Tag: WIRED

Form is the possibility of structure

The philosopher Ludwig Wittgenstein with today’s quotation-as-title. I’m using it as a way in to discuss some things around city planning, and in particular an article I’ve been meaning to discuss for what seems like ages.

In an article for The LA Times, Jessica Roy highlights a phenomenon I wish I could take back and show my 12 year-old self:

Thirty years ago, Maxis released “SimCity” for Mac and Amiga. It was succeeded by “SimCity 2000” in 1993, “SimCity 3000” in 1999, “SimCity 4” in 2003, a version for the Nintendo DS in 2007, “SimCity: BuildIt” in 2013 and an app launched in 2014.

Along the way, the games have introduced millions of players to the joys and frustrations of zoning, street grids and infrastructure funding — and influenced a generation of people who plan cities for a living. For many urban and transit planners, architects, government officials and activists, “SimCity” was their first taste of running a city. It was the first time they realized that neighborhoods, towns and cities were things that were planned, and that it was someone’s job to decide where streets, schools, bus stops and stores were supposed to go.

Jessica Roy

Some games are just awesome. SimCity is still popular now on touchscreen devices, and my kids play it occasionally. It’s interesting to read in the article how different people, now responsible for real cities, played the game, for example Roy quotes the Vice President of Transportation and Housing at the non-profit Silicon Valley Leadership Group

“I was not one of the players who enjoyed Godzilla running through your city and destroying it. I enjoyed making my city run well.”

Jason Baker

I, on the other hand, particularly enjoyed booting up ‘scenario mode’ where you had to rescue a city that had been ravaged by Godzilla, aliens, or a natural disaster.

This isn’t an article about nostalgia, though, and if you read the article in more depth you realise that it’s an interesting insight into our psychology around governance of cities and nations. For example, going back to an article from 2018 that also references SimCity, Devon Zuegel writes:

The way we live is shaped by our infrastructure — the public spaces, building codes, and utilities that serve a city or region. It can act as the foundation for thriving communities, but it can also establish unhealthy patterns when designed poorly.

[…]

People choose to drive despite its costs because they lack reasonable alternatives. Unfortunately, this isn’t an accident of history. Our transportation system has been overly focused on automobile traffic flow as its metric of success. This single-minded focus has come at the cost of infrastructure that supports alternative ways to travel. Traffic flow should, instead, be one goal out of many. Communities would be far healthier if our infrastructure actively encouraged walking, cycling, and other forms of transportation rather than subsidizing driving and ignoring alternatives.

Devon Zuegel

In other words, the decisions we ask our representatives to make have a material impact in shaping our environment. That, in turn, affects our decisions about how to live and work.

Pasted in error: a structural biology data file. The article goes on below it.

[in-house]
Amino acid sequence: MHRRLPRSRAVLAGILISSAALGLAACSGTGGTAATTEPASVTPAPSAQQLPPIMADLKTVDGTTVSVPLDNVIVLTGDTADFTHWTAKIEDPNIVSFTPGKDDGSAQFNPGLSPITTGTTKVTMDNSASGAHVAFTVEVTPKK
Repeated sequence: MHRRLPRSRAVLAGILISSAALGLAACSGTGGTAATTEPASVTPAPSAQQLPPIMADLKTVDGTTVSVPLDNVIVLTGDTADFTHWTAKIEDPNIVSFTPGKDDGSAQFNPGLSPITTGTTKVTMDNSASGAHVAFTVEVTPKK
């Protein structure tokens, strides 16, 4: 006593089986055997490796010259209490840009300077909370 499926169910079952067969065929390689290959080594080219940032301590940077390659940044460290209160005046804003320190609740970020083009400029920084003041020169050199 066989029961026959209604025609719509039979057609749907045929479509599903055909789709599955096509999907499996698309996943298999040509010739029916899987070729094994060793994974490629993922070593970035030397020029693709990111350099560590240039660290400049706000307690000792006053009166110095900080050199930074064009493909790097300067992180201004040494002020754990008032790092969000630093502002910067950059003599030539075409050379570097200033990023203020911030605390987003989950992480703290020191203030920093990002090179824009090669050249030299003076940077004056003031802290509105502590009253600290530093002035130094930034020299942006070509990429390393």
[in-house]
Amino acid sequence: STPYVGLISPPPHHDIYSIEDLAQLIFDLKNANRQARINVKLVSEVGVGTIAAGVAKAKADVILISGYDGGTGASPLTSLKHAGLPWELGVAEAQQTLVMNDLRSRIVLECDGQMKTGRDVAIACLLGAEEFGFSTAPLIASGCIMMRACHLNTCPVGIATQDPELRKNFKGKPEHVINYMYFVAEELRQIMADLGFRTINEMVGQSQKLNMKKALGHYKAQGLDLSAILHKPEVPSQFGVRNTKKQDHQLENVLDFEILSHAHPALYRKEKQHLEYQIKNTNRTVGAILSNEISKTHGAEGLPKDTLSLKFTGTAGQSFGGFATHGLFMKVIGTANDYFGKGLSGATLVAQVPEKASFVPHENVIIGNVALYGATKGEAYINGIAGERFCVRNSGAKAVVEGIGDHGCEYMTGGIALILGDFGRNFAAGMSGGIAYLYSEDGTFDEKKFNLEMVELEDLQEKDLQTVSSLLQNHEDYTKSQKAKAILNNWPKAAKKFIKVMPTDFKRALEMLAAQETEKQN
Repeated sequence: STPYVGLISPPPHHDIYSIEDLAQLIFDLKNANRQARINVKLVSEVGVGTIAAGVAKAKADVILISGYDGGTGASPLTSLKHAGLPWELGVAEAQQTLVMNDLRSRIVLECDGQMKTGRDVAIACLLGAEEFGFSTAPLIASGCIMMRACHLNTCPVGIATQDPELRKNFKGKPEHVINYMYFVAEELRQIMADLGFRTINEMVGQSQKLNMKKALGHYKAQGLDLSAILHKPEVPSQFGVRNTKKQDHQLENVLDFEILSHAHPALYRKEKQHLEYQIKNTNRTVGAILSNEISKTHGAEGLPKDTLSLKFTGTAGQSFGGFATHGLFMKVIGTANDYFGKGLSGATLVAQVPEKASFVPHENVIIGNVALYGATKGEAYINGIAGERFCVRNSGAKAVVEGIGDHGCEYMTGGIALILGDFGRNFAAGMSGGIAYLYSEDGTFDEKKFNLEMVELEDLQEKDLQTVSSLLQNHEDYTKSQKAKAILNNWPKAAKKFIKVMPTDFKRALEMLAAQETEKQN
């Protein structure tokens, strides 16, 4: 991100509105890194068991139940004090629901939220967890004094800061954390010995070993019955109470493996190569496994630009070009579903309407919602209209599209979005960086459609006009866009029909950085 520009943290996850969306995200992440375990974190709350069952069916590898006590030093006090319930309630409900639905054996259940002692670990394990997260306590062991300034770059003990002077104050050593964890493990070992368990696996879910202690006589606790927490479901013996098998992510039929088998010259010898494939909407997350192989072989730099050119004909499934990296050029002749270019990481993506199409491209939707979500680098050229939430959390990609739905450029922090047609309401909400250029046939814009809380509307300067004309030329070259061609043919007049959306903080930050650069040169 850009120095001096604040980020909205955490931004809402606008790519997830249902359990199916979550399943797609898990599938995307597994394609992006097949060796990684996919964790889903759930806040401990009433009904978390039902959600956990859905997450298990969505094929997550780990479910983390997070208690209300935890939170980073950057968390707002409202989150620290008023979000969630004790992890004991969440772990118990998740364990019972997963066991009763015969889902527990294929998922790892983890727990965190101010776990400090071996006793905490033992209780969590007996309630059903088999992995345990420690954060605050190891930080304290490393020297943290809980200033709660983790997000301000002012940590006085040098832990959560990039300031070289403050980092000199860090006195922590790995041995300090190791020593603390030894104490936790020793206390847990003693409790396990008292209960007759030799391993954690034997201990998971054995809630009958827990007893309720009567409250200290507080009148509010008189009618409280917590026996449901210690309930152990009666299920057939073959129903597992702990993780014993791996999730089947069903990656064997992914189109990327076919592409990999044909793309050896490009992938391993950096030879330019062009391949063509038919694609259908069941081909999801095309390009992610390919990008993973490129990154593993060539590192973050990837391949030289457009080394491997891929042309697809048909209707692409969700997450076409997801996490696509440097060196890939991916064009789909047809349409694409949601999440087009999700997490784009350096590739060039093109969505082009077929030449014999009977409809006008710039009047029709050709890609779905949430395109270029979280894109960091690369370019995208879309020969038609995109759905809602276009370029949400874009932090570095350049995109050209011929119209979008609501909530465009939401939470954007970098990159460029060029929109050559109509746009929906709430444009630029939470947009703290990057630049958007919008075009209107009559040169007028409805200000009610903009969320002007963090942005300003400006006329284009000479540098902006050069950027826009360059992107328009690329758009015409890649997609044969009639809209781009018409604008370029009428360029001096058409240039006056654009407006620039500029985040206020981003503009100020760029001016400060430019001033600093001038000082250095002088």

When we don’t have data about what people actually do, it’s easy for ideology and opinions to get in the way. That’s why I’m interested in what Los Angeles is doing with its public transport system. As reported by Adam Rogers in WIRED, the city is using mobile phone data to see how it can ‘reboot’ its bus system. It turns out that the people running the system had completely the wrong assumptions:

In fact, Metro’s whole approach turned out to be skewed to the wrong kinds of trips. “Traditionally we’re trying to provide fast service for long-distance trips,” [Anurag Komanduri, a data anlyst] says. That’s something the Orange Line and trains are good at. But the cell phone data showed that only 16 percent of trips in LA County were longer than 10 miles. Two-thirds of all travel was less than five miles. Short hops, not long hauls, rule the roads.

Adam Rogers

There’s some discussion later in the article about the “baller move” of ripping down some of the freeways to force people to use public transportation. Perhaps that’s actually what’s required.

In Barcelona, for example, “fiery leftist housing activist” Ada Colau became the city’s mayor in 2015. Since then, they’ve been doing some radical experimentation. David Roberts reports for Vox on what they’ve done with one area of the city that I’ve actually seen with my own eyes:

Inside the superblock in the Poblenou neighborhood, in the middle of what used to be an intersection, there’s a small playground, with a set of about a dozen picnic tables next to it, just outside a local cafe. On an early October evening, neighbors sit and sip drinks to the sound of children’s shouts and laughter. The sun is still out, and the warm air smells of wild grasses growing in the fresh plantings nearby.

David Roberts

I can highly recommended watching this five-minute video overview of the benefits of this approach:

So if it work, why aren’t we seeing more of this? Perhaps it’s because, as Simon Wren-Lewis points out on his blog, most of us are governed by incompetents:

An ideology is a collection of ideas that can form a political imperative that overrides evidence. Indeed most right wing think tanks are designed to turn the ideology of neoliberalism into policy based evidence. It was this ideology that led to austerity, the failed health reforms and the privatisation of the probation service. It also played a role in Brexit, with many of its protagonists dreaming of a UK free from regulations on workers rights and the environment. It is why most of the recent examples of incompetence come from the political right.